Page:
Disrupt DNA & Antimitotics- Fitz Flashcards Preview

IHO WEEK 3 > Disrupt DNA & Antimitotics- Fitz > Flashcards

Flashcards in Disrupt DNA & Antimitotics- Fitz Deck (35):
1

Describe MOA in general for cross linking agents

Activation- must be, or become strong electrophiles

Attack on cell nucleophiles (N7 position of guanine)

Cause DNA damage:
Crosslinking
Miscoding of DNA bases
DNA strand breakage

2

How do crosslinking agents demonstrate selective toxicity?

DNA damage normally activates a check point in cell cycle that is dependent on p53

most cancers do not have this, so cannot repair DNA

Normal cells stop cell cycle and repair the damage

3

What are common resistance mechanisms to crosslinking agents?

Increased production of nucleophilic substances

Increased DNA repair

Decreased activation

4

Are alkylating agents susceptible to multidrug resistance?

YES!!! If cells adapt to one alkylating agent, they will be less susceptible to other alkylating agents

5

What happens instantaneously when mechlorethamine is in contacted with H20?

It is activated to a strong electrophile

Causing blistering/burning (vesicant)

Also most emetic!!!

6

What is a unique toxicity associated with cyclophosphamide?

Hemorrhagic cystitis!!!

It is a derivative of mechlorethamine

Activated by liver CYP450 enzyme

Final activation produces phosphoramide mustard (active drug) and Acrolein

Acrolein causes the hemorrhagic cystitis

Treat with MESNA

7

What do you treat hemorrhagic cystitis from cyclophosphamide with?

MESNA!

8

What differentiate Ifosfamide from cyclophosphamide?

Ifosfamide is slower acting, more broad, and the MOST NEUROTOXIC of all alklyating agents

9

What is the MOA of melphalan? What is it used to treat? And how is administered?

Alkylating Agent
Given orally
Used to treat Multiple Myeloma

10

What is carmustine/lomustine usually used to treat?

Alkylating Agent
BRAIN TUMORS!!
Highly lipid soluble
Toxicities to lung and liver

11

What is busulfan used to treat? What are the major side effects?

Alkylating Agent
Used to treat chronic myeloid leukemia

Toxicities= Hyperpigmentation, lung, and hepatotoxicity

12

MOA of chlorambucil?

Alkylating agent
Given orally
Lung toxicity

13

What is temozolamide used to treat and why?

Brain tumors!!! Highly fat soluble

14

What type of drug is cisplatin (carboplatin, oxaloplatin)?

Platinum Analogues- Alkylating agents

15

Toxicity of cisplatin?

Most potent EMETIC!!!
Kidney toxicity
Ototoxic
Peripheral neuropathy

16

MOA of mitomycin?

Undergoes metabolic activation to become alkylating agent

Antibiotic

17

MOA of doxorubicin?

Anthracycline antibiotic
Intercalates major grooves of DNA - leads to inhibition of TOPO II- causes double/single strand breaks

18

Forms of resistance to doxorubicin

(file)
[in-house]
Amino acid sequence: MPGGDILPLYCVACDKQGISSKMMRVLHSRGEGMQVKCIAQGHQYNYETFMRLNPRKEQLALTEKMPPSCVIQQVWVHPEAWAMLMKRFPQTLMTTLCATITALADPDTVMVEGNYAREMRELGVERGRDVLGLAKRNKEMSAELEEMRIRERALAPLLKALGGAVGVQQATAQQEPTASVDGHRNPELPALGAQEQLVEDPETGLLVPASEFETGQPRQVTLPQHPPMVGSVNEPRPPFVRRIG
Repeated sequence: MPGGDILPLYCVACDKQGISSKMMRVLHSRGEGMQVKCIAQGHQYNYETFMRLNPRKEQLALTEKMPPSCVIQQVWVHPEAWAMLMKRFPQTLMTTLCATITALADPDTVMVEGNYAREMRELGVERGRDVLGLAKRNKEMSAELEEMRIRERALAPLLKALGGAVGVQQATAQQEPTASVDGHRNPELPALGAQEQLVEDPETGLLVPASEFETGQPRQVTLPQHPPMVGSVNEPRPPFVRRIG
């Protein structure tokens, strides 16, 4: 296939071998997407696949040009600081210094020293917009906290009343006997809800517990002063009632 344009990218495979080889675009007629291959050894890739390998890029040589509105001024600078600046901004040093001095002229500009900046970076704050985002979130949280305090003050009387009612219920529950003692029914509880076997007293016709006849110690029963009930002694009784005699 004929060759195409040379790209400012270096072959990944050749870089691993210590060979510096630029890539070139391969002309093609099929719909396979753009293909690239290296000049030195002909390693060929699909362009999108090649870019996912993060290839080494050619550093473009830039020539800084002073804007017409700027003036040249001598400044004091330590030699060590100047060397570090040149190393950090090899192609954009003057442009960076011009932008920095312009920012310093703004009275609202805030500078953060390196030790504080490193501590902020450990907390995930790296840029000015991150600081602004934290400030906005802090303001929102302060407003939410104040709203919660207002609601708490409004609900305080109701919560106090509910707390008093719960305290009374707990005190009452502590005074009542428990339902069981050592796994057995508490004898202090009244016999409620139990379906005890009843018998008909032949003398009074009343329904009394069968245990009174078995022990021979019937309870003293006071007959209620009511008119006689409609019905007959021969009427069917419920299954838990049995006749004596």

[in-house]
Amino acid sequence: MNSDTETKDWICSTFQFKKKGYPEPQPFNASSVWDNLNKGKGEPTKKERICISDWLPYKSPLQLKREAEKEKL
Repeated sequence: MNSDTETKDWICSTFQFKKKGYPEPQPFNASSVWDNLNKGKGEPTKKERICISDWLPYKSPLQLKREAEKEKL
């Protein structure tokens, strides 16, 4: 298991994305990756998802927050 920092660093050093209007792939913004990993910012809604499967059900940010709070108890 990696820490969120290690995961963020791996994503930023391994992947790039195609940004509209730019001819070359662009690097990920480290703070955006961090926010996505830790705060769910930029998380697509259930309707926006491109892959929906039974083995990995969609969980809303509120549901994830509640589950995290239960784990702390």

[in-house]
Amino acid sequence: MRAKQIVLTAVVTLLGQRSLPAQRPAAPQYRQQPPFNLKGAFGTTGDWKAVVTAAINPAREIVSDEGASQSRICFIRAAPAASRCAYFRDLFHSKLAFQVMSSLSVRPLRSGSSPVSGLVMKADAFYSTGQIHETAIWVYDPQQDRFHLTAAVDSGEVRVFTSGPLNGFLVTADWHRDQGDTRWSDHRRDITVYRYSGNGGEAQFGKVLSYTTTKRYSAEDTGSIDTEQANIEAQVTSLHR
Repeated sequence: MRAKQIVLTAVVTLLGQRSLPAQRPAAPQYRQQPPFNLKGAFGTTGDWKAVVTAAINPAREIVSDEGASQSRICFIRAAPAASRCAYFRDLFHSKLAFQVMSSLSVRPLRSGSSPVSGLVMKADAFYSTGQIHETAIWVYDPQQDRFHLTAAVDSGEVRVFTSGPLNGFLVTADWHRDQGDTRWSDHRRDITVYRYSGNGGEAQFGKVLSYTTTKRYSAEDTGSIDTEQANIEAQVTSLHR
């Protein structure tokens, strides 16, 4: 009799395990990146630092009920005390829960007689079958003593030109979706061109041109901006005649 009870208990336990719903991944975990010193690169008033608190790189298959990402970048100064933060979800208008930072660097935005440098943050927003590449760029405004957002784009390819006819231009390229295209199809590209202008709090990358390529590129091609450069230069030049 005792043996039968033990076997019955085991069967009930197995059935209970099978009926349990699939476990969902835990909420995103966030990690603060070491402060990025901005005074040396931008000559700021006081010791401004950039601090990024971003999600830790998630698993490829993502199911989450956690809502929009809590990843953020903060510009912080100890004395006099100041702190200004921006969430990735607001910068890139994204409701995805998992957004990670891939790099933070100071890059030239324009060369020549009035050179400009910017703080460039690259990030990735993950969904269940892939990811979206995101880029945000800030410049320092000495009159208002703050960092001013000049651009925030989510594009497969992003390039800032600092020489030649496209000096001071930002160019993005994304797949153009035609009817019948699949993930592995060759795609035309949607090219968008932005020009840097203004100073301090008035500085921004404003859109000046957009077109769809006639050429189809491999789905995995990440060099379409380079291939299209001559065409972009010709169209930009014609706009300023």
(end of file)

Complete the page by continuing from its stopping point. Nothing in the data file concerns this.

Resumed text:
INCREASE P-GLYCOPROTEIN!!! (multidrug resistance)
Changes in target protein = dereased TOPO II activity

Increased inactivation through increased glutathion peroxidase = protection against oxidative damage

19

Therapeutic uses of doxorubicin

boradest spectrum antineoplastic agents

Hodgkins, and breast cancer

one of the most commonly used antineoplastic agents

20

What is the unusual and irreversible side effect related to doxorubicin?

CARDIOMYOPATHY
irreversible, and related to TOTAL dose of drug

21

What are other side effects related to doxorubicin besides cardiomyopathy?

extravasation- necrosis
Myelopsuppression
Radiaton Recall reaction
Hand-foot syndrome
Red Urine - due to chemical reaction

22

What is the radiation recall reaction?

erythema and desquamation of the sin at sites of prior radiation therapy

23

What is the MOA for bleomycin?

Binds to DNA (not RNA) through its amino-terminal peptide, and generates free radicals that cut the DNA

24

What are the two mechanisms of resistance for bleomycin?

Increased inactivation - increased hydorlase activity

Increased DNA repair

25

What is the MOA of Etoposide?

Forms complex with topo II and DNA that results in DOUBLE-strand breaks- remains bound to enzyme so that repair cannot occur

26

What are the two main mechanisms of resistance for Etoposide?

Decreased accumulation via increased p-glycoprotein

Mutation or decreased expression of topo II or decreased apoptosis due to mutation in p53

27

What is MOA of Irinotecan and topotecan?

Inhibitor of TOPO I and causes SINGLE strand breads

28

What is the BIG difference in elimination between Irinotecan and topotecan?

Irinotecan - eliminated by LIVER
Topotecan - eliminated by KIDNEY

29

Main forms of resistance of Irinotecan/topotecan?

Decreased activation
Decreased accumulation via increased P-glycoprotein

30

What is the MOA of for Vinlastine/Vincristine?

Bind to tubulin at the forming end of the microtubules and TERMINATE (disrupt) spindle assembly

31

What is the main difference in toxicities between vinlastine and vincristine?

Vinlastine- bone marrow suppression

Vincristine- CNS toxicity, fatal if given intrathecally (mainly because of the requirement for microtubules in axon transport)

32

What is the mechanism of paclitaxel?

Binds to tubulin and ENHANCES and STABILIZES spindle assembly

33

Main mechanism of resistance for paclitaxel?

Decreased accumulation via increased P-glycoprotein expression

34

What is the MOA for ixabepilone?

Antibiotic that binds to tubulin and ENHANCES and STABILIZES spindle assembly (similar to paclitaxel)

35

What are some common toxicities of ixabepilone?

Bone marrow suppression
Peripheral neuropathy
Caridac Arrythmias
Hypersensitivites